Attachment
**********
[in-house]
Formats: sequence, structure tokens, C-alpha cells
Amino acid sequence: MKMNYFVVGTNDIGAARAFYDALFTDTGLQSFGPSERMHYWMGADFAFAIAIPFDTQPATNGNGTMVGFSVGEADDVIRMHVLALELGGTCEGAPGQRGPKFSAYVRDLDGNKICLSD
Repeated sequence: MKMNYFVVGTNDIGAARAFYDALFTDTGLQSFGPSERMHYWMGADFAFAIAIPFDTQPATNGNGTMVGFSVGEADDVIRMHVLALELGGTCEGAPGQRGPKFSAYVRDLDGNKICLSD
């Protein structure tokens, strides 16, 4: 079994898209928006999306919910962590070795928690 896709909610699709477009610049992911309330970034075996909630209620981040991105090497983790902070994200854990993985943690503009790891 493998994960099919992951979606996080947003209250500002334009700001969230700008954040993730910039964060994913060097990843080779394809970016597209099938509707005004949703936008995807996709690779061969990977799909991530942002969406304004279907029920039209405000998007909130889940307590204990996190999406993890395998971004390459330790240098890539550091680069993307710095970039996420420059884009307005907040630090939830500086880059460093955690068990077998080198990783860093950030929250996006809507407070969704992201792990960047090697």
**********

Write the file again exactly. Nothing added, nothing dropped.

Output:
[in-house]
Formats: sequence, structure tokens, C-alpha cells
Amino acid sequence: MKMNYFVVGTNDIGAARAFYDALFTDTGLQSFGPSERMHYWMGADFAFAIAIPFDTQPATNGNGTMVGFSVGEADDVIRMHVLALELGGTCEGAPGQRGPKFSAYVRDLDGNKICLSD
Repeated sequence: MKMNYFVVGTNDIGAARAFYDALFTDTGLQSFGPSERMHYWMGADFAFAIAIPFDTQPATNGNGTMVGFSVGEADDVIRMHVLALELGGTCEGAPGQRGPKFSAYVRDLDGNKICLSD
């Protein structure tokens, strides 16, 4: 079994898209928006999306919910962590070795928690 896709909610699709477009610049992911309330970034075996909630209620981040991105090497983790902070994200854990993985943690503009790891 493998994960099919992951979606996080947003209250500002334009700001969230700008954040993730910039964060994913060097990843080779394809970016597209099938509707005004949703936008995807996709690779061969990977799909991530942002969406304004279907029920039209405000998007909130889940307590204990996190999406993890395998971004390459330790240098890539550091680069993307710095970039996420420059884009307005907040630090939830500086880059460093955690068990077998080198990783860093950030929250996006809507407070969704992201792990960047090697």